Reflections on the Gender-Neutral Prounouns video

March 9th, 2019

Back in 2013, I made a video about ‘singular they’ and gender-neutral pronouns. Looking back on it with half a decade of hindsight, there are several things I want to correct. I also have a few thoughts on how the reactions to it have changed over time, and why the video’s comments will remain off.


Firstly, while editing the video, I cut the first sentence of the script. That sentence didn’t seem to add anything, and I’m a believer in ‘don’t bore us, get to the chorus’. That would have been fine — if only the script didn’t refer back to that first sentence later on, noting that the viewer probably didn’t notice the singular they in it.

There used to be an annotation explaining that mistake, but YouTube’s deleted all annotations now. I regret the error.

Secondly, I mentioned that recently-coined gender-neutral prounouns (hir, xe, etc) haven’t caught on in regular usage, and that trying to deliberately add new words into a language is extremely difficult. I think that’s true, but my tone was a bit too dismissive — there was an implied value judgment there. I’d rephrase that in a second video.

And finally, I co-opted a couple of LGBT slogans, both in the title of the video and the video itself. Those aren’t my slogans to rewrite, and adding ‘with apologies to’ in the reference line isn’t a great way of solving that. Looking back, I’m uncomfortable with those.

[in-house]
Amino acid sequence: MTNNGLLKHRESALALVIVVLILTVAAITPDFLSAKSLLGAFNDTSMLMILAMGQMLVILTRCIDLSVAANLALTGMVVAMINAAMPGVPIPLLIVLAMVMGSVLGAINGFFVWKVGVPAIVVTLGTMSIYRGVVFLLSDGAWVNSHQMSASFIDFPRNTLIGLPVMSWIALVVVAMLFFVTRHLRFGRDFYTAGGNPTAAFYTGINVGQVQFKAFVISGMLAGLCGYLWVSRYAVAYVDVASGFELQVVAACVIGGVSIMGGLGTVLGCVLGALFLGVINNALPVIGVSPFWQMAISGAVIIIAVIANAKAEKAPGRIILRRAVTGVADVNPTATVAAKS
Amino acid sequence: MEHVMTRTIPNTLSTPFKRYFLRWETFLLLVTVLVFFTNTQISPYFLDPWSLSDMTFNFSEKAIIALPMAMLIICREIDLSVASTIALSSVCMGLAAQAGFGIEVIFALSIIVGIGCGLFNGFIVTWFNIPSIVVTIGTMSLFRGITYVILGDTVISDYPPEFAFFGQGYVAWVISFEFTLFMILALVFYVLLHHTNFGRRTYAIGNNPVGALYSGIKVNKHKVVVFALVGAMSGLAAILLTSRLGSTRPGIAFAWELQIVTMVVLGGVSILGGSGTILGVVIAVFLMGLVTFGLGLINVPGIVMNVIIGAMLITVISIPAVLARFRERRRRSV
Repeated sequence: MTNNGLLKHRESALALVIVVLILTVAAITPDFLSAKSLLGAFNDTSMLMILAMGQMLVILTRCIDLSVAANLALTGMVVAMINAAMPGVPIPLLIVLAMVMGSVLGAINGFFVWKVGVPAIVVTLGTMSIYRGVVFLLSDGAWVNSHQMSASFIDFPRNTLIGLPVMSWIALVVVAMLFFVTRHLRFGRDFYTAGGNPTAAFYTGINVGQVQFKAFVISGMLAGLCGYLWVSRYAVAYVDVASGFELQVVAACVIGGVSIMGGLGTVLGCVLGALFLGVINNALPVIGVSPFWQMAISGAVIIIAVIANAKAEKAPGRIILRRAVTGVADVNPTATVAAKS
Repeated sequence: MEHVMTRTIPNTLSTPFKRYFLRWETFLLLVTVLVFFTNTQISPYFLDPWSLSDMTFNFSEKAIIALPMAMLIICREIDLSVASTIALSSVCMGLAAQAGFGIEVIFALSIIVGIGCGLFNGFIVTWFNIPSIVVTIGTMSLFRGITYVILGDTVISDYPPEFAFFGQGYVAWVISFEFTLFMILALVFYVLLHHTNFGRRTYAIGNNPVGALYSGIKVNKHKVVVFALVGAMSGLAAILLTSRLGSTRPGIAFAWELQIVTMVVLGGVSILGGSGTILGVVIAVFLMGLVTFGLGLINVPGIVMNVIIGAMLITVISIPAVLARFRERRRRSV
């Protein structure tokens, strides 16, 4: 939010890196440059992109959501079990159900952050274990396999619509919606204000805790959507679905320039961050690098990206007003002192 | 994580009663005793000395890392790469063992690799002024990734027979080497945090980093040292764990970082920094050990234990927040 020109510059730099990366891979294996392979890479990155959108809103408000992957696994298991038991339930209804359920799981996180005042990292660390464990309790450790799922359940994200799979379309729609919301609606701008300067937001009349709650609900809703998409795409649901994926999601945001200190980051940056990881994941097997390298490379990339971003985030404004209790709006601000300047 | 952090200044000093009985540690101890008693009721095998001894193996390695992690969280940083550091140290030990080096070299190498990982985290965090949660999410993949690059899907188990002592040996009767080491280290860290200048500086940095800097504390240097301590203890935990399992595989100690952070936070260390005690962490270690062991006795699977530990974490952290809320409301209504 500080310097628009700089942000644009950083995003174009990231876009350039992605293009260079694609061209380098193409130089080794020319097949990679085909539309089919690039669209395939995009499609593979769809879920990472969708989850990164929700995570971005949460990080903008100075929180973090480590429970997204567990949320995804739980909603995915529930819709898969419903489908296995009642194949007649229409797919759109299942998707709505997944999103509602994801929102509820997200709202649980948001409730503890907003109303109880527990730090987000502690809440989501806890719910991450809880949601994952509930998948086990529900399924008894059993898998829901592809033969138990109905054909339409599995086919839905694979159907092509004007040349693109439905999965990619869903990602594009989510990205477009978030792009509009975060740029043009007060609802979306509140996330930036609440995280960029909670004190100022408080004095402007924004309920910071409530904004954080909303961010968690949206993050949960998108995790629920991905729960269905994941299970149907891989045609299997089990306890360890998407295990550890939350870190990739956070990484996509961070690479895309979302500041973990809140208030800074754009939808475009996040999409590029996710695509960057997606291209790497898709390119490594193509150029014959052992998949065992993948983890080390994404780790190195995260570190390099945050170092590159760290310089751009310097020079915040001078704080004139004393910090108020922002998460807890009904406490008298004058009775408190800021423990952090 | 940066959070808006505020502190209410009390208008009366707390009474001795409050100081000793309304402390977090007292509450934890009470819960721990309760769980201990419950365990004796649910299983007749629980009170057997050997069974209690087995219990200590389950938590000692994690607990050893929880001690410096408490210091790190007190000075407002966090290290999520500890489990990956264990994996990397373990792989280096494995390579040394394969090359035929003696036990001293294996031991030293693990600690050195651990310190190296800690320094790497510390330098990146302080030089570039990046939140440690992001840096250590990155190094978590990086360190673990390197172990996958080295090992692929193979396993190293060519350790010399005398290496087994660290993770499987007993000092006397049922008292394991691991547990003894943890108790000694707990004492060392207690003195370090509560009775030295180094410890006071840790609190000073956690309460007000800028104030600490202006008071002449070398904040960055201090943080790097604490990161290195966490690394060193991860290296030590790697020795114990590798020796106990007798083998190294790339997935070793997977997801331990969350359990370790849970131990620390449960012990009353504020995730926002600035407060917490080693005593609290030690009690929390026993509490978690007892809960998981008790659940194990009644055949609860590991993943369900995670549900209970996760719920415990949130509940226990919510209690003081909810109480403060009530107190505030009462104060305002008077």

Changing times

In 2013, the video was uncontroversial. You can see that in this chart of likes and dislikes over time from YouTube’s analytics tool:

The video received very few dislikes until 2016. And I remember the comments from back then: those dislikes weren’t from angry conservative types. Instead, those were speakers of languages that used grammatical gender — they were angry that I’d insulted their language!

But you can see the tide start to shift in 2016. This is why I turned off comments: it seems that a small number of people with limited empathy deliberately search out videos about subjects like this just so they can hit ‘dislike’, leave awful comments that are usually one of a few toxic in-jokes, and go. YouTube's moderation tools remain desperately inadequate at dealing with that problem without appointing full-time moderators, and frankly, that would be time and money that could be better spent on almost anything else. For that reason, the comments are going to remain off.

If I were to remake this video in 2019, the most significant change would be focus: the title would be all about singular they, not gender-neutral pronouns. It probably wouldn’t even mention LGBT issues beyond a quick reference. It wouldn’t be a shout of hey, did you know about these folks, because five years later, most people watching the video do. Instead, it’d be a quiet nod of I see you.

What worked for a 2013 audience doesn’t work in 2019.

It seems that, over the last few years, non-binary and trans folks have reached stage three on the Williams Scale: ‘then they fight you’. Hopefully, it won't take long to reach stage four: ‘then you win’.

A production of Pad 26 LimitedPrivacy